The Healthy Living Initiative (HLI) implemented several projects this summer in Ecuador, one of which was the Bellamaria Community Center (BCC) Ownership and Appropriation project. As part of activities planned towards facilitating this process, the BCC team scheduled a cooking/cultural exchange day with members of the Bellamaria community. The team arrived in Bellamaria around nine o’clock in the morning bearing bags of rice, plantains, cooking oil, and assorted vegetables. Following a warm greeting, the team watched as one of the men who joined for the event, and a local baker stoked a smoldering fire in a scorched outdoor oven.
The team placed their ingredients in the kitchen that was being used for the day’s event. Soon afterwards, they began chopping onions into transparent slivers and cutting bright yellow plantains (platanos maduros) for frying. The five women who joined for the event also members of the Los Ceibos artisan group accommodated the team, handing them kitchen equipment and making room for them in the kitchen.
The local baker began stirring levadura (yeast), sugar, and warm water in a ceramic bowl. It foamed up quickly and filled the small room with a yeasty, earthy smell. He mixed in flour, vanilla, egg yolks, and butter and stirred the golden mixture with his hands while the team looked on eagerly. To the team’s surprise they observed the women staring at the process as well. The baker explained the process to everybody in Spanish and the women look at him and his skill with admiration. He began to knead the mixture, then roll it into perfectly symmetrical balls which were then placed on a blackened sheet covered in vegetable shortening. The baker patiently allowed all present to give a shot at rolling the balls. One of the members of the BBC team made a lumpy, misshapen ball of dough. When she said in Spanish that her bread will be ugly, everyone good-naturedly laughed at her. The baker smiled shyly and corrected her dough once she walked away. He allowed the balls of dough time to rise, then began placing them in the outdoor oven once they had reached the proper temperature.
Afterwards, the women said they needed corn for their humitas, one of the cultural dishes they were preparing for the day. Once the team learned that the corn must be picked fresh from the plants, they offered to help which they enjoyed doing. The women tolerantly explained to the BBC team how to tell a ripe ear of corn from an unripened one. Armed with well-worn denim sacks, they traipse into the corn field behind the community center and begin picking ears of corn. The women expertly selected corn, twisting and snapping the sun-ripened grain. The team was much slower. The team picked and picked, filling two large bags and a box, and together carried their bounty back to the kitchen.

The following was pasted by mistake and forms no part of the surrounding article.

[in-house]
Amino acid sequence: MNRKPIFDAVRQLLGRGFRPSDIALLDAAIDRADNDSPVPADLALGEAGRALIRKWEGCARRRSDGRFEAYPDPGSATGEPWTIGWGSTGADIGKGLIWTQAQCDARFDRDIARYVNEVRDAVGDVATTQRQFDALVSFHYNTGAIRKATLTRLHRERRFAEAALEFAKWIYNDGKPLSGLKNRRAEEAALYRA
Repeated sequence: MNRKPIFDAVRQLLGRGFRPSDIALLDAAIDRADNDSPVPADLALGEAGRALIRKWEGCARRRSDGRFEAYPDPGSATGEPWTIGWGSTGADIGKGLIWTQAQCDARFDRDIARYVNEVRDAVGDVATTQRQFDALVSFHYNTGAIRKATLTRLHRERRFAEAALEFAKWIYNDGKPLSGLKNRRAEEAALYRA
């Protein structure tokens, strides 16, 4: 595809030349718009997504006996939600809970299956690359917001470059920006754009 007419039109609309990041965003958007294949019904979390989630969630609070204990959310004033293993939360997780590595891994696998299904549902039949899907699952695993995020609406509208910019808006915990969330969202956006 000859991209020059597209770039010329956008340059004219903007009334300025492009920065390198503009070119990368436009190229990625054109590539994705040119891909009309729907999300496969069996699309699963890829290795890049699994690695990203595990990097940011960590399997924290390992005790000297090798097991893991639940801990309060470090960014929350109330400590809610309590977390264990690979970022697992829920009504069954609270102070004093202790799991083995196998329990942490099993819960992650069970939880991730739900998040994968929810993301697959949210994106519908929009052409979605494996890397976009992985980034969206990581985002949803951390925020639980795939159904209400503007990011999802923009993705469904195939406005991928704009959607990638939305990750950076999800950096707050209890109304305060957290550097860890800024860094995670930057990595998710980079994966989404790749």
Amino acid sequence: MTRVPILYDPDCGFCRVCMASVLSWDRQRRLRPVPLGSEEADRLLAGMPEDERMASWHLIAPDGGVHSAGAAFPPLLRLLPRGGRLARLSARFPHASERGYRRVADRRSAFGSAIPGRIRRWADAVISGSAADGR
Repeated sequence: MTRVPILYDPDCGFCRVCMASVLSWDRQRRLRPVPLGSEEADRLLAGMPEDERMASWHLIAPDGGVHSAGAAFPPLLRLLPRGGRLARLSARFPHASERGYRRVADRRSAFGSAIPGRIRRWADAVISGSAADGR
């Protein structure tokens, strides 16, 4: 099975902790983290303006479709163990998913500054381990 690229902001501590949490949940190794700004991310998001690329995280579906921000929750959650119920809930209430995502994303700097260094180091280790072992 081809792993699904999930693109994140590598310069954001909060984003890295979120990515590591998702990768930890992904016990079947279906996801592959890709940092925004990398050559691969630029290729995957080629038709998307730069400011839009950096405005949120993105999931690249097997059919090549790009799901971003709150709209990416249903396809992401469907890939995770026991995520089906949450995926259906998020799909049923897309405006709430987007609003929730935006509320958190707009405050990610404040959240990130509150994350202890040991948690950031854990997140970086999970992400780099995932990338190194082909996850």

Once they returned, they were shown how to remove the husks from the corn at an outside table. The husks were not thrown away but kept in a big bowl as they were going to be used as wrappers for the humitas, a dish very similar to tamales. The husks and the fine yellow corn silk were removed. One of the women proudly stated that they used no chemicals on their corn. While the green husks were being placed in a large bowl, the silk was put aside to be later fed to the goats. Chickens and piglets, seeing kernels of corn and larvae fall to the ground, rushed over, jostling under everybody’s feet to claim them.
Two members of the team who has been busy in the kitchen preparing “red-red” and “jollof rice”, two popular Ghanaian dishes announced that the team’s contribution to the exchange was done and ready to be served. One of the women, very vibrant and dynamic, rushed into the room and returns with plates, utensils and a bottle of Fanta soda for everybody.
Everybody sat at table to eat as the Ecuadorian sun beams down on us and dogs and piglets run about their feet while a member of the BCC team began serving everyone. It was a nolstagic moment of a family cookout. And as everybody dined on Ghanaian cuisine accompanied by Ecuadorian fire-baked bread, it was evident that human beings were not really so different on a fundamental level. Socioeconomic status, geography, and language may separate people, but there would always be instances where people would be able to share a bond and a sense of community. Both the team and the community members mutually offered ample thanks for the good food and hospitality.
After the hefty and delicious lunch, the local baker began making a light, fluffy cake, similar to an angel food cake with coconut flavoring. He used old, tarnished sardine tins lined with parchment paper as cake pans and placed them directly on coals. The BCC team also headed inside to make the humitas by filling in a grinder. They then stuff and rolled the humitas mixture. The women made enough humitas to feed a huge group, and there were probably only fifteen people present. This was a true testament to their extreme generosity. They set the humitas in a pot and left them to boil with water for approximately an hour.
All too soon time with the Bellamaria community members was coming to an end after seven hours of cooking/cultural exchange. The women brought out mugs of hot black coffee and the cooked humitas. The team sat to have the evening snacks together with the community members as the sun lowered in the sky. The team parted ways with the community members and left Bellamaria with bags ballooning with humitas, empanadas, cake and bread.
Joan Nkansaa Nkansah
(The BCC Team, HLI)